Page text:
Queen: Music legends and industrial property rights

On 5 September, Freddie Mercury, one of the greatest rock singers of all time, would have turned 75. The flamboyant frontman with the enormous vocal range wrote some of the group's biggest hits and, as a trained graphic designer, also created their emblem, which is modelled on the British royal coat of arms and protected as a word-image trademark (EM000528158).

Only a few years after his death, his production company "Mercury Songs Limited" secured his name as an EM word mark (EM01806206; 2019; cancellation requested), as an IR word mark (IR1537570; since 2020) and as a word-picture mark with his signature and his typical stage pose (EM001780071; since 2000).

Mercury's short, wild life was recently the subject of a Hollywood blockbuster named after the band's biggest hit: "Bohemian Rhapsody". The title was registered in time by the production company of the remaining band members as a word mark for the relevant Nice classes (09, 16, 25, 41; (IR1483809). The band name is also protected as a word mark (EM000208439), as is the title of a computer game featuring their music ("Queen - The eye", EM000344655) and the name of a public "official" cover band ("Queen Extravaganza", EM010356152).

In addition, "Queen Productions Limited" holds the rights to the trade marks for a musical featuring songs by the band ("We will rock you", word mark EM002591592; word mark EM002606150) and trade marks such as "Stormtroopers in stilettos", the title of a song and an exhibition about the band (EM009807629).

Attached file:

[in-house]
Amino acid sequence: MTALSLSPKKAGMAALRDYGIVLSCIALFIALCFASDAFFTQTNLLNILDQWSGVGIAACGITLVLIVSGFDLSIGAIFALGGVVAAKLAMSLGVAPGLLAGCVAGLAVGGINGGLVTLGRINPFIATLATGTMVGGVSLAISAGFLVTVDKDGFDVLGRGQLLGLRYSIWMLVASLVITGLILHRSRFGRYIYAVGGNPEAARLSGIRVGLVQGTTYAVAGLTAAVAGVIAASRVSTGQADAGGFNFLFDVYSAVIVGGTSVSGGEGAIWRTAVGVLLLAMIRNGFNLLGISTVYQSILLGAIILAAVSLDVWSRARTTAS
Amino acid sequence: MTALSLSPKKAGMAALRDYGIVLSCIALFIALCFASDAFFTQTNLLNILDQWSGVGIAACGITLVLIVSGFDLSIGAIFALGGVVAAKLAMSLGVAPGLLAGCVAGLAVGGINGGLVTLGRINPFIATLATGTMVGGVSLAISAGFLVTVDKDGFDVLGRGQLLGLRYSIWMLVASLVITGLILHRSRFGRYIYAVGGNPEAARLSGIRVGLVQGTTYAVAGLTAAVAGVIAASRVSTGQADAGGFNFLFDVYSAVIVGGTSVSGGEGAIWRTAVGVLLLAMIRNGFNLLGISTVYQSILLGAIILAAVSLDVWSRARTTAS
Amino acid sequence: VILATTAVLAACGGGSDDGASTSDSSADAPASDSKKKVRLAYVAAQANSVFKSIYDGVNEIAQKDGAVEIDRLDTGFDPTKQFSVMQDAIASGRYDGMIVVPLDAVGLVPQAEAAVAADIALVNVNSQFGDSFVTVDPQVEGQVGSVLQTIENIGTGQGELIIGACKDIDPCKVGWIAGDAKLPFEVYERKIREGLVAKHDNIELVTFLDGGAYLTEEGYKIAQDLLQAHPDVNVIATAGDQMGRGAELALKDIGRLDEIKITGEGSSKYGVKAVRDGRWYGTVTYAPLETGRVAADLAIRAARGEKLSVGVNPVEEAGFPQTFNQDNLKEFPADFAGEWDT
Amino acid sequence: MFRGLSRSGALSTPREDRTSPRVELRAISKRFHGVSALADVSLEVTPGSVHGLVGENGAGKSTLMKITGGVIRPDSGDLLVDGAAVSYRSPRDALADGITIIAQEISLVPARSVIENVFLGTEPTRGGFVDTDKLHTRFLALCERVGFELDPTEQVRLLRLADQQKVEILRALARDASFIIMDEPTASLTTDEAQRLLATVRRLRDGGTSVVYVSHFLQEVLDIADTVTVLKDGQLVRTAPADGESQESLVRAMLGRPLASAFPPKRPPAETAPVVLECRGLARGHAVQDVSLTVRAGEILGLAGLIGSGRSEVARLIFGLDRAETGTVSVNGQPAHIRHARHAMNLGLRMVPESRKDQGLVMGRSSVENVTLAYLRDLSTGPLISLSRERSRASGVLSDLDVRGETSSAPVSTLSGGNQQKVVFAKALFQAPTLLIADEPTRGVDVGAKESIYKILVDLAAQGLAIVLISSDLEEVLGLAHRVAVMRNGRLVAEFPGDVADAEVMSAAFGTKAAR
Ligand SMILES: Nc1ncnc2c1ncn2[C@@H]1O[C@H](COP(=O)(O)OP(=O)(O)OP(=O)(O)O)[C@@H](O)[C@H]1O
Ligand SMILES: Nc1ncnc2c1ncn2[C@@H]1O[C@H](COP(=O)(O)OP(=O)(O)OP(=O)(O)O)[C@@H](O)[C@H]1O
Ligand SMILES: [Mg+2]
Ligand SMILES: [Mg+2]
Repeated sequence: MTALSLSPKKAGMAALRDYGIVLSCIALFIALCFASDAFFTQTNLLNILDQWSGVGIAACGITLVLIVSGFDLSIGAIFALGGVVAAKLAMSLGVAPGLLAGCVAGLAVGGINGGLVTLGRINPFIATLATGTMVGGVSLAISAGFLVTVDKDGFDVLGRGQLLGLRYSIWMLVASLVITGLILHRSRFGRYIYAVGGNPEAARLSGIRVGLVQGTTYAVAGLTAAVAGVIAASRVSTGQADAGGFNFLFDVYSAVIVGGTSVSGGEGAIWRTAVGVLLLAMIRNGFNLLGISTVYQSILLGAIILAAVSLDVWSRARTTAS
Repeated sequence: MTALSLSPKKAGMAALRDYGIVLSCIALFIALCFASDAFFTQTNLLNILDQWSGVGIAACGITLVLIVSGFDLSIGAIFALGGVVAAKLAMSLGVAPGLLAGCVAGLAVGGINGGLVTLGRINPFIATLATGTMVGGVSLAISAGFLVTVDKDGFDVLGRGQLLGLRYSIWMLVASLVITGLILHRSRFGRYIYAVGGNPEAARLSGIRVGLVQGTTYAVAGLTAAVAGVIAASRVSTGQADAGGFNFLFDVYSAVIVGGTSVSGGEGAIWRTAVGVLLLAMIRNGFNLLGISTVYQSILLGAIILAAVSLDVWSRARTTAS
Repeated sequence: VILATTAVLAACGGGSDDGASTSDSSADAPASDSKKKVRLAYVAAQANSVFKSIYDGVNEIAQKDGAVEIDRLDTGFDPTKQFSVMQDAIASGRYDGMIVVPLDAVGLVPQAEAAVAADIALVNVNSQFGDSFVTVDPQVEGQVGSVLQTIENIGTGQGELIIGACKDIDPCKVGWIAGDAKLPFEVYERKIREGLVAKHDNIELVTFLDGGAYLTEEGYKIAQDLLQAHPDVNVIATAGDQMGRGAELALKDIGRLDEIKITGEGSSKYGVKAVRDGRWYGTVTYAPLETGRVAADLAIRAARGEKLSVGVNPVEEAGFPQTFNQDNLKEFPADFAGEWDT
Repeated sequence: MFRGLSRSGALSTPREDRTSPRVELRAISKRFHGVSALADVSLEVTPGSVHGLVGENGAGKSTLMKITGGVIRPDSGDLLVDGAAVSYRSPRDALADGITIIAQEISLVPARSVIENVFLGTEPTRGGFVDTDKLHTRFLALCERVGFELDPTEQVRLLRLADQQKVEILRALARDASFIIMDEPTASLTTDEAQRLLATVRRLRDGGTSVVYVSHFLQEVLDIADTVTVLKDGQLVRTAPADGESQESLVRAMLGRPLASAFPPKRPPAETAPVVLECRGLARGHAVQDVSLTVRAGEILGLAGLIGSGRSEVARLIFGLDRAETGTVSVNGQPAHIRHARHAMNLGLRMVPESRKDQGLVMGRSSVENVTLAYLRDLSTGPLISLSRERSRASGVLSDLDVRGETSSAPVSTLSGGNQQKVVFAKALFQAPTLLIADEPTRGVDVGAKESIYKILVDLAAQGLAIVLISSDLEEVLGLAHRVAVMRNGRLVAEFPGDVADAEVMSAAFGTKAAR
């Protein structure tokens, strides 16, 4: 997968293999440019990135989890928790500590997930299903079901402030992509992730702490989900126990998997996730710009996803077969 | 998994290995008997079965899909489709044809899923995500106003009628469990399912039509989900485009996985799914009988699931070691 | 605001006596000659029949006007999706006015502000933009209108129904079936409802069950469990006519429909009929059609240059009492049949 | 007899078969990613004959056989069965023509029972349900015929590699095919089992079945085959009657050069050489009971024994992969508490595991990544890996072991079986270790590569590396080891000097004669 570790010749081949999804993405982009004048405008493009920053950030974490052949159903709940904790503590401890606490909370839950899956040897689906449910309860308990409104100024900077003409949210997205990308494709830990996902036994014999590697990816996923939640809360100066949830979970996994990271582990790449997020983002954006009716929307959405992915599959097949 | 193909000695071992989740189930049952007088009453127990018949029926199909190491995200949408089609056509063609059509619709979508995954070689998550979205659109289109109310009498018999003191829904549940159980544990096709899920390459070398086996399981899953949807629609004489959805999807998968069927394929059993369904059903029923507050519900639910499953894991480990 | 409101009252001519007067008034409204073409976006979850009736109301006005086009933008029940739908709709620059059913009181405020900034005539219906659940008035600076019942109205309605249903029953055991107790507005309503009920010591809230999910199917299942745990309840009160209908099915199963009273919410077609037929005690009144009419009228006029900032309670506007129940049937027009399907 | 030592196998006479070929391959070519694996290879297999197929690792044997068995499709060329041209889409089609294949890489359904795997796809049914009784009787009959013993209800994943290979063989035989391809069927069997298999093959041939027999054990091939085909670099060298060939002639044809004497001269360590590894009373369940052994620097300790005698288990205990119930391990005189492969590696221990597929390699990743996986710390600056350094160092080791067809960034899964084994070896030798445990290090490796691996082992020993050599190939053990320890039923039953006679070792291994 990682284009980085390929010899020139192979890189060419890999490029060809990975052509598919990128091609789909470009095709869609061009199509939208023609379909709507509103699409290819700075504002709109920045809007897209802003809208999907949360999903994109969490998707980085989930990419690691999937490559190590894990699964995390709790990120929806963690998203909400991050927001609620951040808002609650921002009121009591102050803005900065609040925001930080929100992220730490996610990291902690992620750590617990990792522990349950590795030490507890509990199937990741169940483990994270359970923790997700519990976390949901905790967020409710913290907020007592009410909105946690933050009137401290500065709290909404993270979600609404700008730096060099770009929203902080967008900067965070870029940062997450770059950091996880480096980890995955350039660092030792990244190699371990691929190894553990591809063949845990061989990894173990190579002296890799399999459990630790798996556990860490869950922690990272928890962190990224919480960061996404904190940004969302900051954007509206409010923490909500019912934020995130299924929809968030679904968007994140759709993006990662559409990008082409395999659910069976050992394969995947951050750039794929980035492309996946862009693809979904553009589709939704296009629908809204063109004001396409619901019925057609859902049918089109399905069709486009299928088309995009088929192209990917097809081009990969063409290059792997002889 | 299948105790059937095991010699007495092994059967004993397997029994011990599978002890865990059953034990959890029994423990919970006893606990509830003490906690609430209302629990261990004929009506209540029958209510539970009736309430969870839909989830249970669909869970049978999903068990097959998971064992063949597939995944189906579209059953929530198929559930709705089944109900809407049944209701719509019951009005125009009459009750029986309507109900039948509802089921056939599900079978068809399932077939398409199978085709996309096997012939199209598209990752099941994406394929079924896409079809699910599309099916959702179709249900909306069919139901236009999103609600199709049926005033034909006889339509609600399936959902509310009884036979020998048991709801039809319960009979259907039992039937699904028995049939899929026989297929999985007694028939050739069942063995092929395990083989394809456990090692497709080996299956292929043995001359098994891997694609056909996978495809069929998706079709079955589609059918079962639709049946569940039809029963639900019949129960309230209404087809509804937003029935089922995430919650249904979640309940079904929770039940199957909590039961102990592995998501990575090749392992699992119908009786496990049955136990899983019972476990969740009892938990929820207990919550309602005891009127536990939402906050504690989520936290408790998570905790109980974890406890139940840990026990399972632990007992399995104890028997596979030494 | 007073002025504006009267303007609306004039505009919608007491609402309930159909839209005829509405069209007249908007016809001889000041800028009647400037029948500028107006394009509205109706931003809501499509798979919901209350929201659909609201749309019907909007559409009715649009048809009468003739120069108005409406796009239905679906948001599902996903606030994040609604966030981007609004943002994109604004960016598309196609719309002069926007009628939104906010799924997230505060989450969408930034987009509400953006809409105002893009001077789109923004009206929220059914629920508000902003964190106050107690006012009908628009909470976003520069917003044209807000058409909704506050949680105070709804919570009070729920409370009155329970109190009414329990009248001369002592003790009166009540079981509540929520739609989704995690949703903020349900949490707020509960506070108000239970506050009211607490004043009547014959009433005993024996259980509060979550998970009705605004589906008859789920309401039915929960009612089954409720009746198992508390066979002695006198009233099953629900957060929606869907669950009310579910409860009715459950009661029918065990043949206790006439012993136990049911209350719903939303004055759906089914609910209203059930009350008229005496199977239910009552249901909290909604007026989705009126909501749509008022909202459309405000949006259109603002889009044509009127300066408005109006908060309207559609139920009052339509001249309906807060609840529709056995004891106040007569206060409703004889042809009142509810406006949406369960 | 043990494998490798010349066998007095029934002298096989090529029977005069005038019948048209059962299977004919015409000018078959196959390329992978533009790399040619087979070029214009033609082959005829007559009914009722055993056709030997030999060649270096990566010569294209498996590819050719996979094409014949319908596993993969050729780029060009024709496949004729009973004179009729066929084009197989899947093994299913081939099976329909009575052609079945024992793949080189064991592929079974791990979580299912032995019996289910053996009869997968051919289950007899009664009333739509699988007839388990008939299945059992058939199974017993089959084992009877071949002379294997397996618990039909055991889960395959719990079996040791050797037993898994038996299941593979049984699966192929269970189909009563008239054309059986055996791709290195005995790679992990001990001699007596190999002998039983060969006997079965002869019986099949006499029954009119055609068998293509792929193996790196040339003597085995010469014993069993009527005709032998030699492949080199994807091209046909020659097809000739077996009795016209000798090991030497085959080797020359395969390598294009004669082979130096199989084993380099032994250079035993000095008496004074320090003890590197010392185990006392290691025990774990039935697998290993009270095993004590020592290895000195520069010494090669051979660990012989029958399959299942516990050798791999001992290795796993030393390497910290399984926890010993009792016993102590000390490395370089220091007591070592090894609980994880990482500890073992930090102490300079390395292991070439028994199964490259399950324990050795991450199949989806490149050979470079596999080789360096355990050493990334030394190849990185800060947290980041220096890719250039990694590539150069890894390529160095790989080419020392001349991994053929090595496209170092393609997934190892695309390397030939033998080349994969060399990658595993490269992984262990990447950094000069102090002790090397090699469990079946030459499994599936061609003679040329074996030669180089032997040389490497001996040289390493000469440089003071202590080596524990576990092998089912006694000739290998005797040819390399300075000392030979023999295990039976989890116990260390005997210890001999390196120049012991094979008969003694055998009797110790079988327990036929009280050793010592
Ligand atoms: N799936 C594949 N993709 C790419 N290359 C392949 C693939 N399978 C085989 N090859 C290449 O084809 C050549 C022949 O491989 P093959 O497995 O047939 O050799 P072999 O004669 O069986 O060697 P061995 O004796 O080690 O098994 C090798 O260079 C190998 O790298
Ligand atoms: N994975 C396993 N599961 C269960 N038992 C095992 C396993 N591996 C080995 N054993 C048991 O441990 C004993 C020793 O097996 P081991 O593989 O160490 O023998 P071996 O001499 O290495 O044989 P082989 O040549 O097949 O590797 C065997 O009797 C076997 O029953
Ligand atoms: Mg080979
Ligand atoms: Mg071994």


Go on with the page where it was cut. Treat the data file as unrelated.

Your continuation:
Brian May, the band's guitarist, holds a doctorate in astrophysics and is the head of the production company "Queen Productions Limited", co-owner of several trademarks, entrepreneur and holder of a patent. The tremolo mechanism - also called vibrato - is something engineers and instrument makers are still working on today (see, for example, most recently US10380977B1, US11087723B2). May's electric guitar is said to have been one of the first with a tremolo system, where the strings are mounted on small rollers on the bridge to reduce the risk of going out of tune or becoming brittle. From today's perspective, father and son May should have patented this development. May's guitar is now one of the iconic working instruments of popular music. Replicas were offered by various instrument makers before May decided to make and sell copies of his "Old Lady" himself (trademark: EM010598142). May has also been involved in various publications in the field of 3D photography and is himself an avid 3D photographer and collector of historic stereoscopes. His involvement with 3D photography culminated in the filing of a patent, granted in 2011: "Collapsible stereoscope" (GB2472255B). It describes a foldable stereoscope intended for viewing stereoscopic images in books. In 2017, May published the book "Queen in 3D", which contains stereoscopic photos of the band taken by himself and can certainly be viewed well with the help of his patented device.

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